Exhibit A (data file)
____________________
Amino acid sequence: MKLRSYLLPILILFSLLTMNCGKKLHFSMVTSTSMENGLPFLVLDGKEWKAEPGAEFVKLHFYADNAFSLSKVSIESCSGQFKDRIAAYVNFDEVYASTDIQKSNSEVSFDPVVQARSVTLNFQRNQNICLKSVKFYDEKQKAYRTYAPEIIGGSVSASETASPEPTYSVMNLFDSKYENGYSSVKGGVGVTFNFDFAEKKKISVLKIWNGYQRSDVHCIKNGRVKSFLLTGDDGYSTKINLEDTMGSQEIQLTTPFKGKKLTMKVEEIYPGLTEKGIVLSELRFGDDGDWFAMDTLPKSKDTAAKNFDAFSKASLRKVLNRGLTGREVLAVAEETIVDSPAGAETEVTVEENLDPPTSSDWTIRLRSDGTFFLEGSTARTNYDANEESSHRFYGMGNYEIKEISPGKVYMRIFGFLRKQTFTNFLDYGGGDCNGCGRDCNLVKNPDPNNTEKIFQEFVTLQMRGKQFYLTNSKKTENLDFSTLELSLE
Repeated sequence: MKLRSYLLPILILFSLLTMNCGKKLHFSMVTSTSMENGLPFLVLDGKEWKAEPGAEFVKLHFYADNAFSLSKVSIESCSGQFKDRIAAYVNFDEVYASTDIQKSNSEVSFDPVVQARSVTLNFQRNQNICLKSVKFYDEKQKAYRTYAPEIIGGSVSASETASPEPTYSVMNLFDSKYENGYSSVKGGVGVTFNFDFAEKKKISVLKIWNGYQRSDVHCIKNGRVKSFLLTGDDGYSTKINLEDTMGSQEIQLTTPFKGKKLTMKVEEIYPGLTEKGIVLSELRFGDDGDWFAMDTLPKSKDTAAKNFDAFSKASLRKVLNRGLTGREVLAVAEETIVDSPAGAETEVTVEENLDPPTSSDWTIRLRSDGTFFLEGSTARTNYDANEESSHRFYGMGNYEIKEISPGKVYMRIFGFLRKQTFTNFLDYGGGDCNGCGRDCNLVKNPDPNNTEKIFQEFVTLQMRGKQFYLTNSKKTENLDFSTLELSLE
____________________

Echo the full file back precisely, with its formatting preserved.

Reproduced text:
Amino acid sequence: MKLRSYLLPILILFSLLTMNCGKKLHFSMVTSTSMENGLPFLVLDGKEWKAEPGAEFVKLHFYADNAFSLSKVSIESCSGQFKDRIAAYVNFDEVYASTDIQKSNSEVSFDPVVQARSVTLNFQRNQNICLKSVKFYDEKQKAYRTYAPEIIGGSVSASETASPEPTYSVMNLFDSKYENGYSSVKGGVGVTFNFDFAEKKKISVLKIWNGYQRSDVHCIKNGRVKSFLLTGDDGYSTKINLEDTMGSQEIQLTTPFKGKKLTMKVEEIYPGLTEKGIVLSELRFGDDGDWFAMDTLPKSKDTAAKNFDAFSKASLRKVLNRGLTGREVLAVAEETIVDSPAGAETEVTVEENLDPPTSSDWTIRLRSDGTFFLEGSTARTNYDANEESSHRFYGMGNYEIKEISPGKVYMRIFGFLRKQTFTNFLDYGGGDCNGCGRDCNLVKNPDPNNTEKIFQEFVTLQMRGKQFYLTNSKKTENLDFSTLELSLE
Repeated sequence: MKLRSYLLPILILFSLLTMNCGKKLHFSMVTSTSMENGLPFLVLDGKEWKAEPGAEFVKLHFYADNAFSLSKVSIESCSGQFKDRIAAYVNFDEVYASTDIQKSNSEVSFDPVVQARSVTLNFQRNQNICLKSVKFYDEKQKAYRTYAPEIIGGSVSASETASPEPTYSVMNLFDSKYENGYSSVKGGVGVTFNFDFAEKKKISVLKIWNGYQRSDVHCIKNGRVKSFLLTGDDGYSTKINLEDTMGSQEIQLTTPFKGKKLTMKVEEIYPGLTEKGIVLSELRFGDDGDWFAMDTLPKSKDTAAKNFDAFSKASLRKVLNRGLTGREVLAVAEETIVDSPAGAETEVTVEENLDPPTSSDWTIRLRSDGTFFLEGSTARTNYDANEESSHRFYGMGNYEIKEISPGKVYMRIFGFLRKQTFTNFLDYGGGDCNGCGRDCNLVKNPDPNNTEKIFQEFVTLQMRGKQFYLTNSKKTENLDFSTLELSLE